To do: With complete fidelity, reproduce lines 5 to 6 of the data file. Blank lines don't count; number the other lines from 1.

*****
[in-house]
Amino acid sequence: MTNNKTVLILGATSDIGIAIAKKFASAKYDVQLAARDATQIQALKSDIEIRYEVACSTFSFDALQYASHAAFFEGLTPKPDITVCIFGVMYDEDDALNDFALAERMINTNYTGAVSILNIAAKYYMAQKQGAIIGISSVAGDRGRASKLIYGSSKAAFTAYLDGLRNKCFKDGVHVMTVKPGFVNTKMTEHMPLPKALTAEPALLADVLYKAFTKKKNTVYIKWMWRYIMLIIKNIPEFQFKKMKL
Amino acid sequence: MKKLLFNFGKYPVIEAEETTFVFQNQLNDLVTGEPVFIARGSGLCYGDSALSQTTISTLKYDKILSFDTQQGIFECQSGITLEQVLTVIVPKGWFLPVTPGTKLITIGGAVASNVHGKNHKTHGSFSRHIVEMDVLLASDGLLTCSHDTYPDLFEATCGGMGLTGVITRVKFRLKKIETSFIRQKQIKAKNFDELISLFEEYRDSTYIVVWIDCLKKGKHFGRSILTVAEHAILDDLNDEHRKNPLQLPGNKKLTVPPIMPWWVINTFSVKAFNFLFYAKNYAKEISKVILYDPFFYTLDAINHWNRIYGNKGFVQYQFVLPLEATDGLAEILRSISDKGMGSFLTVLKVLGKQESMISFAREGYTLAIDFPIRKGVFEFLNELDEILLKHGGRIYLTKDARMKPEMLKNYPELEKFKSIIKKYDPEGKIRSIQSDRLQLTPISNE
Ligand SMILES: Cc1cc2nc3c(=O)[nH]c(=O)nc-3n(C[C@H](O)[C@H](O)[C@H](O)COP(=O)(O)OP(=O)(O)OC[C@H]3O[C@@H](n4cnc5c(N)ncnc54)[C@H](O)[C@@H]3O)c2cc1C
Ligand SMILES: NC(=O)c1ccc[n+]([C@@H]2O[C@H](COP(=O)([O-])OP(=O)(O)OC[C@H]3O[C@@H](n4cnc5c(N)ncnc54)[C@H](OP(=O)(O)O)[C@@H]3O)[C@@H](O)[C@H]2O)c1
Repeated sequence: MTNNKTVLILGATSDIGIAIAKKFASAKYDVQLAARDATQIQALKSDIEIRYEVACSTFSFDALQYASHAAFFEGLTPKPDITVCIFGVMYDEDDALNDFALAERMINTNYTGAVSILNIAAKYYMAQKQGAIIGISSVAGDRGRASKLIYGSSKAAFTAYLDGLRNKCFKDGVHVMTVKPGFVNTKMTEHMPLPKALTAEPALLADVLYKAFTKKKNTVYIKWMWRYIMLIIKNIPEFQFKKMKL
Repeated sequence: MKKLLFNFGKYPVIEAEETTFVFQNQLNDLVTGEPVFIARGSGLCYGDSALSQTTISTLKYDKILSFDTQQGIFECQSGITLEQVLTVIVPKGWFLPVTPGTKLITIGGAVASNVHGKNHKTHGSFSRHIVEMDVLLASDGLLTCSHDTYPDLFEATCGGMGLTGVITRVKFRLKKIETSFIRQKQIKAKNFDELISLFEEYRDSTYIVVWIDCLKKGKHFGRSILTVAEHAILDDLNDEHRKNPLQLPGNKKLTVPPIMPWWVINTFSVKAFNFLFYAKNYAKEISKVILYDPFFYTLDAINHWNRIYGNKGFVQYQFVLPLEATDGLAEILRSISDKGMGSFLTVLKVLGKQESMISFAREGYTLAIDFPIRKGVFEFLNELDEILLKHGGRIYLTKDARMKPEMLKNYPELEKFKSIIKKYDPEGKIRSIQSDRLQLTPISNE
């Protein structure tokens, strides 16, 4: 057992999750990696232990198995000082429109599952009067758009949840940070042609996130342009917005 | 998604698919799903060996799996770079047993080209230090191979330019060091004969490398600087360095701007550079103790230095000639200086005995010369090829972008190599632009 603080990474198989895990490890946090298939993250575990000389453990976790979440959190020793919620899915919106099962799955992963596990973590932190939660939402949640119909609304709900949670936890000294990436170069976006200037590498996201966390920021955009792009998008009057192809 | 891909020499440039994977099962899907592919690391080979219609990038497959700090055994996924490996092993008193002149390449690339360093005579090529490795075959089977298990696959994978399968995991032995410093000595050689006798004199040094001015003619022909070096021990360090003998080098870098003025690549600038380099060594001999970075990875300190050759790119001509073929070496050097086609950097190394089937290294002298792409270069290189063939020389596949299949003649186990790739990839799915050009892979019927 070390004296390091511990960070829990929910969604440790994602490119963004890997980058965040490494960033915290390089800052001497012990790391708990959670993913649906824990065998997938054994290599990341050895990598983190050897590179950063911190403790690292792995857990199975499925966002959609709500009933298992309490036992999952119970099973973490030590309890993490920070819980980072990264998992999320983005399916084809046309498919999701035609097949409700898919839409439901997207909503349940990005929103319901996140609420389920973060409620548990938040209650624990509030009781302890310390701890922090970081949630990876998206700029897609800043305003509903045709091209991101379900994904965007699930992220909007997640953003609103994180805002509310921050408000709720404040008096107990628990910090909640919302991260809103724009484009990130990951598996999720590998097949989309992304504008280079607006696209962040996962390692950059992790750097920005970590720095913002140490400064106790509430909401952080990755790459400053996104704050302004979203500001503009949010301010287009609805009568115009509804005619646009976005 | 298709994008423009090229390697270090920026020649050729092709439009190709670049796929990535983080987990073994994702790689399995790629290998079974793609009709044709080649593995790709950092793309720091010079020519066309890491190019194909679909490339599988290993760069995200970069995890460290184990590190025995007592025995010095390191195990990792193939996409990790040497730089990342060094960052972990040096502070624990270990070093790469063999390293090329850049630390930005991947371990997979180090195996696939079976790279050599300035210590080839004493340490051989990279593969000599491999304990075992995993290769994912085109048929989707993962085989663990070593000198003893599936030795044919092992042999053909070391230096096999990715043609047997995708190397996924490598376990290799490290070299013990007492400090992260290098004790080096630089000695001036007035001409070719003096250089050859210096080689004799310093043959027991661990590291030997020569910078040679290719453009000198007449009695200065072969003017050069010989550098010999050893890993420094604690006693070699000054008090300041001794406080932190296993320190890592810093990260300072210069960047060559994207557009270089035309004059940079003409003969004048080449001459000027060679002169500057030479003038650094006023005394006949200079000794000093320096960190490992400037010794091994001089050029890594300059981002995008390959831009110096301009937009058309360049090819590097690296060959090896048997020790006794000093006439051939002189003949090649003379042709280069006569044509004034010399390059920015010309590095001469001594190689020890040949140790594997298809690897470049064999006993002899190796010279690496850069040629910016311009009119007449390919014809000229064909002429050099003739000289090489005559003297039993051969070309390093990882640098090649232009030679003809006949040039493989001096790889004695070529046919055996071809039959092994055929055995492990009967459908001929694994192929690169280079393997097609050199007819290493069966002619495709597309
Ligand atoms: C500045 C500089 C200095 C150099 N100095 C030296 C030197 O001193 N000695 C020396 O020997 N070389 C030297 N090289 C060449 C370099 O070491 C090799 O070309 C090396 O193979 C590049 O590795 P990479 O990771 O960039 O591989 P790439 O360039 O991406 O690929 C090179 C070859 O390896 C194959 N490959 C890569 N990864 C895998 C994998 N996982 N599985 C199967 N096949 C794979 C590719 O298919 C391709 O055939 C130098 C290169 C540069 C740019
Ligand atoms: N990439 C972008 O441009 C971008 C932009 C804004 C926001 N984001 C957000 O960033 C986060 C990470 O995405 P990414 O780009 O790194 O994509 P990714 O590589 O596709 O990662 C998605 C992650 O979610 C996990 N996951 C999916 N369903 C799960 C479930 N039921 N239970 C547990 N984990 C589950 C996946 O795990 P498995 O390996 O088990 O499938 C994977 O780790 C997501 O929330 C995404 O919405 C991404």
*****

Ligand SMILES: NC(=O)c1ccc[n+]([C@@H]2O[C@H](COP(=O)([O-])OP(=O)(O)OC[C@H]3O[C@@H](n4cnc5c(N)ncnc54)[C@H](OP(=O)(O)O)[C@@H]3O)[C@@H](O)[C@H]2O)c1
Repeated sequence: MTNNKTVLILGATSDIGIAIAKKFASAKYDVQLAARDATQIQALKSDIEIRYEVACSTFSFDALQYASHAAFFEGLTPKPDITVCIFGVMYDEDDALNDFALAERMINTNYTGAVSILNIAAKYYMAQKQGAIIGISSVAGDRGRASKLIYGSSKAAFTAYLDGLRNKCFKDGVHVMTVKPGFVNTKMTEHMPLPKALTAEPALLADVLYKAFTKKKNTVYIKWMWRYIMLIIKNIPEFQFKKMKL